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Residents demanding change as string of thefts plagues Southland

Southern California residents, distressed by a string of thefts stretching back over recent years.

The most recent incident, at a TJ Maxx in Fontana, was caught on camera by another patron's cellphone. It showed three women storming the front entrance of the store, ripping purses and other merchandise directly off of the rack -- security wires and all.

"It was real fast," he said, detailing the events to CBS reporters Friday evening.

The man who recorded it all said the thieves had to do one simple thing, walk in and steal them in plain sight. No employees or other customers attempted to step in and prevent the crime, allowing the women to walk out of the door with hundreds of dollars of free merchandise.

However, this does fall in line with the advice of law enforcement officials, who recommend that if you witness a like-event in person to avoid confrontation and call authorities instead.

Since he was the one who recorded the video, he wanted his identity to remain confidential, especially since he provided the evidence to investigators who are working to identify the suspects. The event hasn't left him without feelings of displeasure though.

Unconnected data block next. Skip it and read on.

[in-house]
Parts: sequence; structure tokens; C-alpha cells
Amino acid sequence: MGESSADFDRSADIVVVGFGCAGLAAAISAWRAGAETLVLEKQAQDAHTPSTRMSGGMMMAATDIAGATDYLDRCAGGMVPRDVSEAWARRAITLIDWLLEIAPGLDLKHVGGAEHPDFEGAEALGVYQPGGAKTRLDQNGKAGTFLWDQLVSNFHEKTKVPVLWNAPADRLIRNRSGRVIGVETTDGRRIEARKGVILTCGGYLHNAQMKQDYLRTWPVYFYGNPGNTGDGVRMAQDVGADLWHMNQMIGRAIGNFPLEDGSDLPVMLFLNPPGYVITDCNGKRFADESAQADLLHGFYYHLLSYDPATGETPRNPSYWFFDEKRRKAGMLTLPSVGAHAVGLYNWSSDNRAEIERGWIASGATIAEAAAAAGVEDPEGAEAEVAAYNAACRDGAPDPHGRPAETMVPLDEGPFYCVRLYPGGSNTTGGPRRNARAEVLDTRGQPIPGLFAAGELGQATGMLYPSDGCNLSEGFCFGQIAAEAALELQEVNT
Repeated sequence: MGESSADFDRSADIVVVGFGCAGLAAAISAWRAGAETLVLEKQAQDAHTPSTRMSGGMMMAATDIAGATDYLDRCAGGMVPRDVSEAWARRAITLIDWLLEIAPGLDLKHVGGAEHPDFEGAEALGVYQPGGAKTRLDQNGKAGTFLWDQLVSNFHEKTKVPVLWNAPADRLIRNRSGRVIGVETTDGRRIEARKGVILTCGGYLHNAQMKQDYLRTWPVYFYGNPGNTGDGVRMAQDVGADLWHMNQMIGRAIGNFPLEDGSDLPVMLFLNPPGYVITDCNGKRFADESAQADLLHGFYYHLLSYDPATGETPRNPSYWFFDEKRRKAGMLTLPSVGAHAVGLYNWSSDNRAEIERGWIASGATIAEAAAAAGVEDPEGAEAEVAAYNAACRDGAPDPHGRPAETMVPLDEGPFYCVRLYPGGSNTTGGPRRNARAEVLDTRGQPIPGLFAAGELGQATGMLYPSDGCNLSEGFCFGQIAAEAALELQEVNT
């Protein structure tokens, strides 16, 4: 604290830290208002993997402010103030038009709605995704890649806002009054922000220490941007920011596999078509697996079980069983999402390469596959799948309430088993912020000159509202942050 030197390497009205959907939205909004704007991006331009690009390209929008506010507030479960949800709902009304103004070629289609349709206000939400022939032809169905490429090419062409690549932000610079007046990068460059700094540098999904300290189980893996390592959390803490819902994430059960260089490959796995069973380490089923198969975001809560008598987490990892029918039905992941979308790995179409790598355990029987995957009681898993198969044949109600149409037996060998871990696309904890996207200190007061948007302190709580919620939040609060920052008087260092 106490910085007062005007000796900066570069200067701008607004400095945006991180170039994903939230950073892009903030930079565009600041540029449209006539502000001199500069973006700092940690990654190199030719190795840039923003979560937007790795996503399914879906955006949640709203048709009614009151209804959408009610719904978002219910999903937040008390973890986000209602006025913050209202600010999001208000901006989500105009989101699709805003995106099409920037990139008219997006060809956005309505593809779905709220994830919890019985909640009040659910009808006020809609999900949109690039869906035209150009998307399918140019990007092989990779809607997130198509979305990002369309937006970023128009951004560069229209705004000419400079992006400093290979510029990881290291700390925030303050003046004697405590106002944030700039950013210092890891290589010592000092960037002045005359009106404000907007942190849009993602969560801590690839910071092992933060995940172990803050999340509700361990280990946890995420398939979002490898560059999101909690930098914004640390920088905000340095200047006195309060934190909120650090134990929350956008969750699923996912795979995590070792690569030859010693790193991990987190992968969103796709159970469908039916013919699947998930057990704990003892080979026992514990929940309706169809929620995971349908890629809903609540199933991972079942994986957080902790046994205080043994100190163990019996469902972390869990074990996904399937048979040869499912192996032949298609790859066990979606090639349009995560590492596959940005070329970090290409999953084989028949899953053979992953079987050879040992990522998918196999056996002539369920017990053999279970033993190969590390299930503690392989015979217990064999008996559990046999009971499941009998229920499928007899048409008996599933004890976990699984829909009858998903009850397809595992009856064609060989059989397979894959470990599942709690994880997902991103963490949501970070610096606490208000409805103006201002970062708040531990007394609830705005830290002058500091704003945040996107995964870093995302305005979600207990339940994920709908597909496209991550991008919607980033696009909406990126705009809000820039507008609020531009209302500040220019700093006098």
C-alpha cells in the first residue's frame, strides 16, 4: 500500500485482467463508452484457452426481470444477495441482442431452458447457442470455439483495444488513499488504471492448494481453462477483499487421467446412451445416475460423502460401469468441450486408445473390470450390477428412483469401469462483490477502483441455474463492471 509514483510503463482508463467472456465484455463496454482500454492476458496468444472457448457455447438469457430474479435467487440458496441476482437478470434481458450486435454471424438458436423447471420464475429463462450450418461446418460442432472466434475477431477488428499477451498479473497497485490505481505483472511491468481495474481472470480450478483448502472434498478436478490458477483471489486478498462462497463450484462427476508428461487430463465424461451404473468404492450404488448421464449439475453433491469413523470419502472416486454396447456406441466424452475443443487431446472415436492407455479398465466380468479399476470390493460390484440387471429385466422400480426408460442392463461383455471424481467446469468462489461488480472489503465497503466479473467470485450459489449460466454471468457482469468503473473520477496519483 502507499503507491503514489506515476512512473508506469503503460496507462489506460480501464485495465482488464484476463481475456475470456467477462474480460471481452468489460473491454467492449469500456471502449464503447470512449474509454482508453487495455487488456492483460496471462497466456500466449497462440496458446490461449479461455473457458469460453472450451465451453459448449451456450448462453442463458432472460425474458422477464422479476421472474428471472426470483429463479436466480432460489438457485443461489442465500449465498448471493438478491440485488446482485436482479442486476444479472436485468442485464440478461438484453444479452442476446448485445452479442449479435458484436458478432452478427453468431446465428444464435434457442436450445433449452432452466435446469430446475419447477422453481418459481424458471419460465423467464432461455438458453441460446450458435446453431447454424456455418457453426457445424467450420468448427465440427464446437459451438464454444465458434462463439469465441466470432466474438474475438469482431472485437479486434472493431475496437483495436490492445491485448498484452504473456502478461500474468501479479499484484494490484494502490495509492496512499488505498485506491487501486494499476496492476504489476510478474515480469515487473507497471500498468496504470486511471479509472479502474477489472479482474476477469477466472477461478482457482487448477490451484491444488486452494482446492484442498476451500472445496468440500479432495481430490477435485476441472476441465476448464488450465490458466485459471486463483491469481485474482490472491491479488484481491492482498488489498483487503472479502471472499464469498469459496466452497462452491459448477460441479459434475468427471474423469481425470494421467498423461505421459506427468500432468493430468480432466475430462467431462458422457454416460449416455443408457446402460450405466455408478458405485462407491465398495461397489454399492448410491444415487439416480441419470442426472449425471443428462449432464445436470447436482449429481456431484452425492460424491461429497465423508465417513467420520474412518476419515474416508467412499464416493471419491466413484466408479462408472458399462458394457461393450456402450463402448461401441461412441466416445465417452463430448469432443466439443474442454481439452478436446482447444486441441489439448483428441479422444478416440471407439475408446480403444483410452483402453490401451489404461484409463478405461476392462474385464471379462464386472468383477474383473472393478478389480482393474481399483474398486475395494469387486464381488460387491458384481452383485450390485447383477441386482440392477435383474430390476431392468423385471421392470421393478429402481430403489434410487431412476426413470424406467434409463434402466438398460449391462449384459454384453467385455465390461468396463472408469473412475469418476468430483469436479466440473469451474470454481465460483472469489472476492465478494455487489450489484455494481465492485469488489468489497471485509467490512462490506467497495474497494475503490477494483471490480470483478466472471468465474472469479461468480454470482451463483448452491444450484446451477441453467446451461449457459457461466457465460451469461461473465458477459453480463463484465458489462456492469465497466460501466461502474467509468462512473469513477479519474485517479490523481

"We work and earn our money," he said. "Obviously, we're in line trying to purchase something and then these people are walking away with it. It's not fair."

Unfortunately, due to  California State Proposition 47, which went into effect back in 2014, certain crimes where damages total less than $950 are classified as misdemeanors rather than felonies.

The TJ Maxx incident is just one event in what has become a trend across the Southland with surveillance camera footage showing similar events happening in a Rialto Walgreens where several suspects are seen stealing beauty supplies, and a Ulta Beauty in Southgate that showed much of the same, as five suspects were caught shoplifting on camera.

"A lot of these people are doing it because of the fact that you're not really getting charged with nothing, you know?" the witness continued.

He's one of many Southern California residents who are more than fed up with the weakened sanctions thanks to the proposition. A recent poll out of the University of California, Berkeley, shows that 59% of people across the state are in support of changes to Proposition 47, while 30% preferred to leave the law unchanged.

Despite the majority support, a recent proposal to repeal the proposition -- Assembly Bill 1599 -- failed in committee in early January.

With no clear end to the issue in sight, as Los Angeles County law enforcement notes a marked increase in follow-home robberies, smash-and-grab robberies, catalytic converter thefts and more, many aren't sure that things will get better in the near future.

"To be honest, I think it's gonna get worse," the witness concluded. "With gas and groceries and everything skyrocketing, people gotta do what they gotta do to make ends meet."

California Highway Patrol officials shared that their Retail Theft Task Force has arrested over 400 individuals, recovering over $20 million in stolen goods since the beginning of 2020.

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